It has begun. Breakfast may soon be trimmings of cloned pig’s bacon, a jar of cloned cow milk and a side plate of cloned beef or goat burger; ‘Frankenstein foods’, as some// refer to it.
After 5 years of research the Food and Drug Administration (FDA) of US is getting ready to pass a bill allowing the sale of cloned animal products.
“We based our decision on looking at the health of the animal,” says Stephen Sundlof, director of the FDA's Center for Veterinary Medicine. “If this technology were going to introduce any hazards into the food supply, we ought to see some of those health effects occurring in the animal clones”.
The FDA proposal has set top supermarket suppliers in jitters. According to recent polls like the Pew Initiative for Food and Biotechnology; there are indications that the American public is still wary of cloned food.
Cloning has been a matter of public fascination and debate since Scottish scientists announced in 1997 that they had successfully created a copy of a sheep named Dolly. Clones are made by transferring genetic material from an adult cell into an egg whose nucleus has been removed. Scientists then stimulate cell division in a lab until the cloned embryo is ready to be implanted into a female host animal.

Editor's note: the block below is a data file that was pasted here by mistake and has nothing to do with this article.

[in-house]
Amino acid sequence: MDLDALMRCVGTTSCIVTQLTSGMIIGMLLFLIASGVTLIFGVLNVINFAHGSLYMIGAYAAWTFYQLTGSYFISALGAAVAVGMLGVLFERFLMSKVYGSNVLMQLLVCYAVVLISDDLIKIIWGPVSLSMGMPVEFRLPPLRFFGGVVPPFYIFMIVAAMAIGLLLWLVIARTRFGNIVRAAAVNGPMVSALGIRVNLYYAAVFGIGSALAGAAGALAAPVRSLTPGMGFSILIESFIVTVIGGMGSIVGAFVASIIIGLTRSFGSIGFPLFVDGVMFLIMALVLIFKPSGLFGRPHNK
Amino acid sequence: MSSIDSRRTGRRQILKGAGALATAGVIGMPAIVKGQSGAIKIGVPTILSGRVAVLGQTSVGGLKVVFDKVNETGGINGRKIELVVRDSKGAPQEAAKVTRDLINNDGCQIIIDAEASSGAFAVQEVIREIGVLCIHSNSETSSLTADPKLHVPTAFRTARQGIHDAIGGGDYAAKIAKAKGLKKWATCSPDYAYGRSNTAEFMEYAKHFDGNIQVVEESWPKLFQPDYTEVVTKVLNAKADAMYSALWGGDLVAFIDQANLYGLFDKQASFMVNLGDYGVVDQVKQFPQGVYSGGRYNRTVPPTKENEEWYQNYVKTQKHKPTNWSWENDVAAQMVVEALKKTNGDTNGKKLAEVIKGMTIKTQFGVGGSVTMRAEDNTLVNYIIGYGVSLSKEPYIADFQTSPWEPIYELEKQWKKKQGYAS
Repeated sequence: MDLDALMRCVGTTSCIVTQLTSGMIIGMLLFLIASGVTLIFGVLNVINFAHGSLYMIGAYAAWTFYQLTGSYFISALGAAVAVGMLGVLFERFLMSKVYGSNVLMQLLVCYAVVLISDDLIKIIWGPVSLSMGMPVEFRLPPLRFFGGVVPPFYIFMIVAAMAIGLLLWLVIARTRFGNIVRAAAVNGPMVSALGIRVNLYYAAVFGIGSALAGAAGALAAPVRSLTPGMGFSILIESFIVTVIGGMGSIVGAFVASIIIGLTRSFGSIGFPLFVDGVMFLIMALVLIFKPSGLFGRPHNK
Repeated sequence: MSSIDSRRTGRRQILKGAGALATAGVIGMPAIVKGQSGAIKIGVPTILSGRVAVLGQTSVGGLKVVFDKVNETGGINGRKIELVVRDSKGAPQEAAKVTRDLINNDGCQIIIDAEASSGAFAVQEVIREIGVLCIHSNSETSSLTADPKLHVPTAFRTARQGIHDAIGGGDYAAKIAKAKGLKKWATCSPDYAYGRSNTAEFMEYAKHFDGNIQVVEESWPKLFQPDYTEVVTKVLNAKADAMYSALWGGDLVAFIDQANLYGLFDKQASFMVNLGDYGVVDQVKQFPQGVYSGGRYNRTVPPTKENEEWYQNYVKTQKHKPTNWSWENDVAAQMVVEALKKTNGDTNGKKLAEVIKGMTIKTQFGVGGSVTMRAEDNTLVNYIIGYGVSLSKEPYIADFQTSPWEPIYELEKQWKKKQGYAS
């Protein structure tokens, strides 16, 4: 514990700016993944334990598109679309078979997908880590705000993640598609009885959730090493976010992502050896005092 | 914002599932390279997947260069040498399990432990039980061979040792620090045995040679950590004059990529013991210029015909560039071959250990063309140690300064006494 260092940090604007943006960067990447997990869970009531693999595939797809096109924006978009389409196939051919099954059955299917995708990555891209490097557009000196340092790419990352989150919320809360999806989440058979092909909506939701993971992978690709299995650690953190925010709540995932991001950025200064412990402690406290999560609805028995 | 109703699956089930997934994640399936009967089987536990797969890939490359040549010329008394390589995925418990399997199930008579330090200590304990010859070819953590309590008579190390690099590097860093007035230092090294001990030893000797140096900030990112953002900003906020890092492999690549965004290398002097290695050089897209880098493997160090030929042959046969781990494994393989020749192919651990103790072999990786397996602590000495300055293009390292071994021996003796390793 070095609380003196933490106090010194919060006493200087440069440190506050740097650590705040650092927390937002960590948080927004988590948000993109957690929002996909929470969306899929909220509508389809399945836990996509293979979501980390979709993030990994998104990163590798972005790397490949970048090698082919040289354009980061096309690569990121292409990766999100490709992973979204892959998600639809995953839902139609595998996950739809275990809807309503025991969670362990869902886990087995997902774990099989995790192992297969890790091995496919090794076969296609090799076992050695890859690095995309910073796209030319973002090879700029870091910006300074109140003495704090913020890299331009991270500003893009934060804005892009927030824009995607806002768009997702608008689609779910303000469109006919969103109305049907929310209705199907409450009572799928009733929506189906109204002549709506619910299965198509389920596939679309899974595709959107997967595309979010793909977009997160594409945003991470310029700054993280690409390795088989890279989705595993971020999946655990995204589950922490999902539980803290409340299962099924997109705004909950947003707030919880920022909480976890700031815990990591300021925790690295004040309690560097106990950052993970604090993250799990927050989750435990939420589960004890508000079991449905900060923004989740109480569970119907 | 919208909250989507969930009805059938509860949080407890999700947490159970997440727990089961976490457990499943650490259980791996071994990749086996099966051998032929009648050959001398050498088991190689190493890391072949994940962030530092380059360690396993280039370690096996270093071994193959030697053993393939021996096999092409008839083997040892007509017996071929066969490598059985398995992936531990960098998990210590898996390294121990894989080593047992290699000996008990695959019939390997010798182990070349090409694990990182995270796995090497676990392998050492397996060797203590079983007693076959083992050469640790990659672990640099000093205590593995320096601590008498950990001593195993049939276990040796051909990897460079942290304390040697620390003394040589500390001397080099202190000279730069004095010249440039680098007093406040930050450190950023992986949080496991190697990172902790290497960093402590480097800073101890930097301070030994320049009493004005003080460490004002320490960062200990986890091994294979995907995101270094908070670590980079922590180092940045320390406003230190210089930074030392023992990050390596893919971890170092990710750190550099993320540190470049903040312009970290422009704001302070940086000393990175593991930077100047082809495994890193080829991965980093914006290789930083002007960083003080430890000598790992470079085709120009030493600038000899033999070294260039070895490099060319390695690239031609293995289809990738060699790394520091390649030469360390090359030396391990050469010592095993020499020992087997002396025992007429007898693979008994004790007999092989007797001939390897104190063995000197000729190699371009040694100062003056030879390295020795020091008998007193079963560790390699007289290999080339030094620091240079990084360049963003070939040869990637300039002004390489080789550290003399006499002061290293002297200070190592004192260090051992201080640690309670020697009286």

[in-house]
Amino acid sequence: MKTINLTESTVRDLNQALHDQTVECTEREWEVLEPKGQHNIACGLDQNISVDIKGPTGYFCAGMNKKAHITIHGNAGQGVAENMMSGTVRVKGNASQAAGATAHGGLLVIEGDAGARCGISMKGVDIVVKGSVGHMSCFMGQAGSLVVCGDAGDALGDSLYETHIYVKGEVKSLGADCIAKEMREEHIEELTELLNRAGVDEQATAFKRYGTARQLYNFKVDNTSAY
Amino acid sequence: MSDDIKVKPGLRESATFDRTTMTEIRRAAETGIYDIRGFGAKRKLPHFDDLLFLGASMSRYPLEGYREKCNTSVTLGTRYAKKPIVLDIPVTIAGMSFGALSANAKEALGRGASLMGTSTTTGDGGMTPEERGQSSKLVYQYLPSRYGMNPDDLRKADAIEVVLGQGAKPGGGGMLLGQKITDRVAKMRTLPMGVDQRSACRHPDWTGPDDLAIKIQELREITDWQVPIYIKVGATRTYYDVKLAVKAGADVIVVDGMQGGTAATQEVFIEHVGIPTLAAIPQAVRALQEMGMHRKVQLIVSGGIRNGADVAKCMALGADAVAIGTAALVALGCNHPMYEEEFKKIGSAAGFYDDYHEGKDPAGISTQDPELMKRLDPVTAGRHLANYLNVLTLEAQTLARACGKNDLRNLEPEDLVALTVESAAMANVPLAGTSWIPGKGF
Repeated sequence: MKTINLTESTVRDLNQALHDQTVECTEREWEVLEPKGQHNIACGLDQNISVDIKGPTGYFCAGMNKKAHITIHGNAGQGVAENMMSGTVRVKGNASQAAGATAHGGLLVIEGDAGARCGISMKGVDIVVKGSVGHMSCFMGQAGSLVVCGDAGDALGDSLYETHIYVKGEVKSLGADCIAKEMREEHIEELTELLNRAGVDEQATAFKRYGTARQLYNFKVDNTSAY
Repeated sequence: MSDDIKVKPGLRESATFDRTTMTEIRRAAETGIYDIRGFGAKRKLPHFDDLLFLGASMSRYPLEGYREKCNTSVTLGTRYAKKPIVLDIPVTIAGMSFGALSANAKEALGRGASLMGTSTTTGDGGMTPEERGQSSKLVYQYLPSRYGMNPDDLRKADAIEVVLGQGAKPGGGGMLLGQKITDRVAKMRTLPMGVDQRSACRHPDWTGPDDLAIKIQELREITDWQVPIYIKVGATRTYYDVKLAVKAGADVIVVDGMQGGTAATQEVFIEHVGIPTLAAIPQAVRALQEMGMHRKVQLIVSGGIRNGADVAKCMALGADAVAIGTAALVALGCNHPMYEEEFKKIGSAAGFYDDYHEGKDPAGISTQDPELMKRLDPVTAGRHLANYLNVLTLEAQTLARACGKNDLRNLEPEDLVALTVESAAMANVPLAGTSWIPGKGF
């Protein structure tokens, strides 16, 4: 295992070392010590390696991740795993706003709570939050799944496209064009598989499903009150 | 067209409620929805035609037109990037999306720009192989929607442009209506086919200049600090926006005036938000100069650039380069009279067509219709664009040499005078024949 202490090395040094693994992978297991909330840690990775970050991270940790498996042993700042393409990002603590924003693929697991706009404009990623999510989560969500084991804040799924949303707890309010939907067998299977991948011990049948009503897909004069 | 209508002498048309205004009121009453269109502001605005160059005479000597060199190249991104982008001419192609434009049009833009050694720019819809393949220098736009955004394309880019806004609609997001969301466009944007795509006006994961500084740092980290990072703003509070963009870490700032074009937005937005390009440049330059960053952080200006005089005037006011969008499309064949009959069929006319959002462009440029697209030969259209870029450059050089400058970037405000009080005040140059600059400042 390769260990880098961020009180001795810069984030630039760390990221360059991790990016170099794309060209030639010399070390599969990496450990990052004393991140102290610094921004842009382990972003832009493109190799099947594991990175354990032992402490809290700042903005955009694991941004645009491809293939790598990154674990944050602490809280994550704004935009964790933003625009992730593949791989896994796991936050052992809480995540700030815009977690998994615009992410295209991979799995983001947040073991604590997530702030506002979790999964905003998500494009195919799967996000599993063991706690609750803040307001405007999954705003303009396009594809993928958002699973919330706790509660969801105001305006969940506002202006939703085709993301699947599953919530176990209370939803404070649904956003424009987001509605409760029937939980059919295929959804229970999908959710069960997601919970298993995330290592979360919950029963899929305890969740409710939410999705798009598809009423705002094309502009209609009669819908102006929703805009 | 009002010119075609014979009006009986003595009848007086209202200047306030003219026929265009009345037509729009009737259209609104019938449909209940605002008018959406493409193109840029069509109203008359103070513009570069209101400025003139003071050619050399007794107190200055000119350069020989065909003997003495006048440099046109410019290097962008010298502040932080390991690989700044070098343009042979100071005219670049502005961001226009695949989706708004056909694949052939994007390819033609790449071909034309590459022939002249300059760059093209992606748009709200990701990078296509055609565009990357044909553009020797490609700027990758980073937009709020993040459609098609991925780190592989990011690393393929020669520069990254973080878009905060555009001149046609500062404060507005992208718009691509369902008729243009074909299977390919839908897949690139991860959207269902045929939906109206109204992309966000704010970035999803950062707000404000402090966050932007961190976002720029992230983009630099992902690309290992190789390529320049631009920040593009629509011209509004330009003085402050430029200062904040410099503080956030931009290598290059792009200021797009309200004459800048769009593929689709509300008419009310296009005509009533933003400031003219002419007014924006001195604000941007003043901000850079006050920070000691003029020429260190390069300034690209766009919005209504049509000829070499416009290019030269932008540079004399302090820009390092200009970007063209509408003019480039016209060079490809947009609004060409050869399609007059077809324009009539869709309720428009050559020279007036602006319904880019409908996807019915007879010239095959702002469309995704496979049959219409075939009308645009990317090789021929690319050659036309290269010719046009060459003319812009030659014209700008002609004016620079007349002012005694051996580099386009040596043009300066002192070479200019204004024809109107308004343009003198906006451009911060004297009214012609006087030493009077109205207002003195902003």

As this is the case the public may have the final say. The FDA has agreed that a final decision will only be taken after public opinion is garnered within a time period of three months.
Debate still exists whether these foods if sold, should be labeled specially. According to FDA scientists, by the time clones reached 6 to 18 months of age, they are virtually indistinguishable from conventionally bred animals.
Hence, labels should only be used if the health characteristics of a food are significantly altered by how it is produced, according to Barb Glenn of the Biotechnology Industry Organization.
However, Andrew Kimbrell at the Center for Food Safety claims Page: 1 2 Related medicine news :1
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